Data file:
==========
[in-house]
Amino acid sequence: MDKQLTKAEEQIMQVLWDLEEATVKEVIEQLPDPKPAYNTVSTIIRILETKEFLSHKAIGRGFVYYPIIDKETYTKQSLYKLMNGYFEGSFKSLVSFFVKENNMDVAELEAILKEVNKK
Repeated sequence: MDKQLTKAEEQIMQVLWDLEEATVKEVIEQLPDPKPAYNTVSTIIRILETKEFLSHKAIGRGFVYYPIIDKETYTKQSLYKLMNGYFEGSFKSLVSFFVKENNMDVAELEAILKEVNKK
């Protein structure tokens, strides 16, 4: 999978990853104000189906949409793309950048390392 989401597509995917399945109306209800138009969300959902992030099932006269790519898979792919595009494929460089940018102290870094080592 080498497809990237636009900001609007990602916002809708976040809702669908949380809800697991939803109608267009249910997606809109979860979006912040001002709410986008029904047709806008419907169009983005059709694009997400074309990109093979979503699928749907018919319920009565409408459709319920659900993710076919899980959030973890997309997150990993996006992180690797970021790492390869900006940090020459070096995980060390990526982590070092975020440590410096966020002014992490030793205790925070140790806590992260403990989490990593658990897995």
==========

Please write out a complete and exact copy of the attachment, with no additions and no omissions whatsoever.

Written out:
[in-house]
Amino acid sequence: MDKQLTKAEEQIMQVLWDLEEATVKEVIEQLPDPKPAYNTVSTIIRILETKEFLSHKAIGRGFVYYPIIDKETYTKQSLYKLMNGYFEGSFKSLVSFFVKENNMDVAELEAILKEVNKK
Repeated sequence: MDKQLTKAEEQIMQVLWDLEEATVKEVIEQLPDPKPAYNTVSTIIRILETKEFLSHKAIGRGFVYYPIIDKETYTKQSLYKLMNGYFEGSFKSLVSFFVKENNMDVAELEAILKEVNKK
């Protein structure tokens, strides 16, 4: 999978990853104000189906949409793309950048390392 989401597509995917399945109306209800138009969300959902992030099932006269790519898979792919595009494929460089940018102290870094080592 080498497809990237636009900001609007990602916002809708976040809702669908949380809800697991939803109608267009249910997606809109979860979006912040001002709410986008029904047709806008419907169009983005059709694009997400074309990109093979979503699928749907018919319920009565409408459709319920659900993710076919899980959030973890997309997150990993996006992180690797970021790492390869900006940090020459070096995980060390990526982590070092975020440590410096966020002014992490030793205790925070140790806590992260403990989490990593658990897995």